1960s Norfolk Broads River Cruiser Rebuild

Discussion in 'Boat Design' started by Toady, May 14, 2022.

  1. Toady
    Joined: May 2022
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    Location: Cambridgeshire

    Toady Junior Member

    I am restoring the interior of my boat, a 1960s Norfolk Broads river cruiser which is 40ftx11.5ft, Mahogany on Oak, running a BMC Newage Commander 2.5 heartbeat. Although the previous owners made good of her, I am trying to do her true justice as to her original form and use of materials (eg previous fit out bypassed any use of stringers, had little to no inspection hatches, and used too much plywood for my liking)

    I am struggling to really find any depth of information regarding the types of wood and their specific structural uses for boats of this class and heritage. Most noticeably because any reference to Norfolk Broads takes you to memories of yesteryear and future holiday bookings, with little to nothing of the build specifics.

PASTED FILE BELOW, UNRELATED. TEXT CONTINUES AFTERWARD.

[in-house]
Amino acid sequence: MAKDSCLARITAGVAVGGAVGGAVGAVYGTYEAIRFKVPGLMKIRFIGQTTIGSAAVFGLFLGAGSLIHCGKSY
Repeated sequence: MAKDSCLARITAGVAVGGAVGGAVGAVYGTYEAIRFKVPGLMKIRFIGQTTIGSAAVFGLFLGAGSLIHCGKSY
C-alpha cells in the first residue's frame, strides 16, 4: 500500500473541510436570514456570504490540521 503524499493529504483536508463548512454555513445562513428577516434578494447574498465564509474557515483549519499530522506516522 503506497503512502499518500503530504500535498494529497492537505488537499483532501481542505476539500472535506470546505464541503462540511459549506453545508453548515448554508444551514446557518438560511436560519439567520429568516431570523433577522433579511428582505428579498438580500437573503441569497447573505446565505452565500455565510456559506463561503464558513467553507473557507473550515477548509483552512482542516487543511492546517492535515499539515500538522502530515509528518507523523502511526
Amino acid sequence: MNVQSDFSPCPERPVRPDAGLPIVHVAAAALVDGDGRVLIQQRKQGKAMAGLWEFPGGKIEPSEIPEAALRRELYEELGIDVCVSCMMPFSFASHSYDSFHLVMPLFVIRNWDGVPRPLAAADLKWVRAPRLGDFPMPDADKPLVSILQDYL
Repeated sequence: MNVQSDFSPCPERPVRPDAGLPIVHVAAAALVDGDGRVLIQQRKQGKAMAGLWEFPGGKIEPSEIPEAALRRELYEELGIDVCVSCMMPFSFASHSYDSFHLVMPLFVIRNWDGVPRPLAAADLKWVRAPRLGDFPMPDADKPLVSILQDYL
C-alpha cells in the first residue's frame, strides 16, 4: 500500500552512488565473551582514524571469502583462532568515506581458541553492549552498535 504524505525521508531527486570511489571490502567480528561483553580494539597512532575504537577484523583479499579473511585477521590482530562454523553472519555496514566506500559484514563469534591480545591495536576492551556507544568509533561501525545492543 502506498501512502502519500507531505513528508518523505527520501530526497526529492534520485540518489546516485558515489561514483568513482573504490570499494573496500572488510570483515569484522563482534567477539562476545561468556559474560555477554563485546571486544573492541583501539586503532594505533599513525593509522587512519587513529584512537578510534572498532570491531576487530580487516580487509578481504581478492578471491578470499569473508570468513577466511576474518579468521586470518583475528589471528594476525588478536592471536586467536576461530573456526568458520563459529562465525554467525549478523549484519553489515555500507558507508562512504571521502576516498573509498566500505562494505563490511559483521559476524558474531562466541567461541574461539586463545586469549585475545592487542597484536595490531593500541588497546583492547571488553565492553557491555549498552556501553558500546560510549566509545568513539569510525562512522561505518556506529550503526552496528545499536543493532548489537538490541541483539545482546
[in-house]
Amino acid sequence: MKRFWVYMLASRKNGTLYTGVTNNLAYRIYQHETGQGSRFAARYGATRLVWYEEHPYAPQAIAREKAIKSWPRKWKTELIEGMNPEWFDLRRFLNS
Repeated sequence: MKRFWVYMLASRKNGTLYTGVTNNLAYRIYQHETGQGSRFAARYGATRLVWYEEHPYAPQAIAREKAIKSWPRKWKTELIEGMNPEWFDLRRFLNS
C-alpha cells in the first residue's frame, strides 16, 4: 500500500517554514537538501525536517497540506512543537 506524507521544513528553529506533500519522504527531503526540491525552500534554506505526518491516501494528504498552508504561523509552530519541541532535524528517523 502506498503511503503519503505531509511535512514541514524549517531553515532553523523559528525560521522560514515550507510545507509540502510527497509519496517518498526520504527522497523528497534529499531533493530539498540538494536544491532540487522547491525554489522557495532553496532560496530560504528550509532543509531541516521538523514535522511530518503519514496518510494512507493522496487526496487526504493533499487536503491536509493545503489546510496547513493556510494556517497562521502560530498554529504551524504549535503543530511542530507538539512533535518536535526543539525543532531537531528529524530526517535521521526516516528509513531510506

In particular, I am yet to discover any reference to the type of wood used for floor cross beams, cross cleats and stringers. I would appreciate any information and advice on this matter, as well as any specific links or knowledge as to the wood choices and their structural applications for this kind of a vessel.

    Based in UK, here is a list of the woods I am currently focussing on, and have access to, amongst others :